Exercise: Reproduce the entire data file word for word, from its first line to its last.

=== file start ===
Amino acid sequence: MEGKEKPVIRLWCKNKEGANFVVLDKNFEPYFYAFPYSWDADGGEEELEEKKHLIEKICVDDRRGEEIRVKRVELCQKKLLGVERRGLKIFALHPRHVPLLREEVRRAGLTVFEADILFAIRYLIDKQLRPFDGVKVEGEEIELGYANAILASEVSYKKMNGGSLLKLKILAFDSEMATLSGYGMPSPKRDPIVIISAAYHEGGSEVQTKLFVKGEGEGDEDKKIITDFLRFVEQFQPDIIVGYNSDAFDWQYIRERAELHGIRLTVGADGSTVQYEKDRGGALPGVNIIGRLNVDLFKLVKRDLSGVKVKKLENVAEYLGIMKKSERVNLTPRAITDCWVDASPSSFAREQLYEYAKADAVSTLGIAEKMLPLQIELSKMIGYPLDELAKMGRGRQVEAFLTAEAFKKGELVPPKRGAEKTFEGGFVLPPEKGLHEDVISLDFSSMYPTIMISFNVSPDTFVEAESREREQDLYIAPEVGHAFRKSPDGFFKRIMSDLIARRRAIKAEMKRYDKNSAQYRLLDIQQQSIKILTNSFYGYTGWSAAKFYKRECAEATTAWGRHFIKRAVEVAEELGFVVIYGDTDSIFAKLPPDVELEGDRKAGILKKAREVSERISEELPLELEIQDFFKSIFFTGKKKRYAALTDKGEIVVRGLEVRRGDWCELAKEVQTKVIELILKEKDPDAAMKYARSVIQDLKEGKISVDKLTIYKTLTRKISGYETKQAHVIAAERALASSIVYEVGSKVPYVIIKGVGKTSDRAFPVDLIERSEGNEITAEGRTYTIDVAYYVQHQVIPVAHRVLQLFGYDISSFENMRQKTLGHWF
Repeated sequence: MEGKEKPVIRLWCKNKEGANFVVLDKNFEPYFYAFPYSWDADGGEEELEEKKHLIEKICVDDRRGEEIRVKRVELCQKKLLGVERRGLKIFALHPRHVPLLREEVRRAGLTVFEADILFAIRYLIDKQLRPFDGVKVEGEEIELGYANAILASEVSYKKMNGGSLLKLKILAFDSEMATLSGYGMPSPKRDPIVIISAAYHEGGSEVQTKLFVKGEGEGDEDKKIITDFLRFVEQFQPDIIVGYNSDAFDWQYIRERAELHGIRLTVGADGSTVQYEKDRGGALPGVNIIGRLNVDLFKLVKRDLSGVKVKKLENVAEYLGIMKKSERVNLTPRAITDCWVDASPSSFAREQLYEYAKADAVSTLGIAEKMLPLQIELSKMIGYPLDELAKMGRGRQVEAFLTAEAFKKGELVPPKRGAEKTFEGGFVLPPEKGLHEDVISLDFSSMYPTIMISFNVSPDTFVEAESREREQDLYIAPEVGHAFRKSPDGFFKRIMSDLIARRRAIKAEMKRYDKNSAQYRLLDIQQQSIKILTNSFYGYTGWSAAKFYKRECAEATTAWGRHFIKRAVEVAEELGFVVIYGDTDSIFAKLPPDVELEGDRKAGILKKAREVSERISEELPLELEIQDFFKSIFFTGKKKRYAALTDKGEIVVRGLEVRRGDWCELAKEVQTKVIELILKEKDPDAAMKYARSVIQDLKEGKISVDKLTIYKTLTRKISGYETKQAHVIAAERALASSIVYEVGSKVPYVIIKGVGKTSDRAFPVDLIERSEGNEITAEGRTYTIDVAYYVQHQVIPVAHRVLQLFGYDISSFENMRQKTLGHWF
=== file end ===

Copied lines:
Amino acid sequence: MEGKEKPVIRLWCKNKEGANFVVLDKNFEPYFYAFPYSWDADGGEEELEEKKHLIEKICVDDRRGEEIRVKRVELCQKKLLGVERRGLKIFALHPRHVPLLREEVRRAGLTVFEADILFAIRYLIDKQLRPFDGVKVEGEEIELGYANAILASEVSYKKMNGGSLLKLKILAFDSEMATLSGYGMPSPKRDPIVIISAAYHEGGSEVQTKLFVKGEGEGDEDKKIITDFLRFVEQFQPDIIVGYNSDAFDWQYIRERAELHGIRLTVGADGSTVQYEKDRGGALPGVNIIGRLNVDLFKLVKRDLSGVKVKKLENVAEYLGIMKKSERVNLTPRAITDCWVDASPSSFAREQLYEYAKADAVSTLGIAEKMLPLQIELSKMIGYPLDELAKMGRGRQVEAFLTAEAFKKGELVPPKRGAEKTFEGGFVLPPEKGLHEDVISLDFSSMYPTIMISFNVSPDTFVEAESREREQDLYIAPEVGHAFRKSPDGFFKRIMSDLIARRRAIKAEMKRYDKNSAQYRLLDIQQQSIKILTNSFYGYTGWSAAKFYKRECAEATTAWGRHFIKRAVEVAEELGFVVIYGDTDSIFAKLPPDVELEGDRKAGILKKAREVSERISEELPLELEIQDFFKSIFFTGKKKRYAALTDKGEIVVRGLEVRRGDWCELAKEVQTKVIELILKEKDPDAAMKYARSVIQDLKEGKISVDKLTIYKTLTRKISGYETKQAHVIAAERALASSIVYEVGSKVPYVIIKGVGKTSDRAFPVDLIERSEGNEITAEGRTYTIDVAYYVQHQVIPVAHRVLQLFGYDISSFENMRQKTLGHWF
Repeated sequence: MEGKEKPVIRLWCKNKEGANFVVLDKNFEPYFYAFPYSWDADGGEEELEEKKHLIEKICVDDRRGEEIRVKRVELCQKKLLGVERRGLKIFALHPRHVPLLREEVRRAGLTVFEADILFAIRYLIDKQLRPFDGVKVEGEEIELGYANAILASEVSYKKMNGGSLLKLKILAFDSEMATLSGYGMPSPKRDPIVIISAAYHEGGSEVQTKLFVKGEGEGDEDKKIITDFLRFVEQFQPDIIVGYNSDAFDWQYIRERAELHGIRLTVGADGSTVQYEKDRGGALPGVNIIGRLNVDLFKLVKRDLSGVKVKKLENVAEYLGIMKKSERVNLTPRAITDCWVDASPSSFAREQLYEYAKADAVSTLGIAEKMLPLQIELSKMIGYPLDELAKMGRGRQVEAFLTAEAFKKGELVPPKRGAEKTFEGGFVLPPEKGLHEDVISLDFSSMYPTIMISFNVSPDTFVEAESREREQDLYIAPEVGHAFRKSPDGFFKRIMSDLIARRRAIKAEMKRYDKNSAQYRLLDIQQQSIKILTNSFYGYTGWSAAKFYKRECAEATTAWGRHFIKRAVEVAEELGFVVIYGDTDSIFAKLPPDVELEGDRKAGILKKAREVSERISEELPLELEIQDFFKSIFFTGKKKRYAALTDKGEIVVRGLEVRRGDWCELAKEVQTKVIELILKEKDPDAAMKYARSVIQDLKEGKISVDKLTIYKTLTRKISGYETKQAHVIAAERALASSIVYEVGSKVPYVIIKGVGKTSDRAFPVDLIERSEGNEITAEGRTYTIDVAYYVQHQVIPVAHRVLQLFGYDISSFENMRQKTLGHWF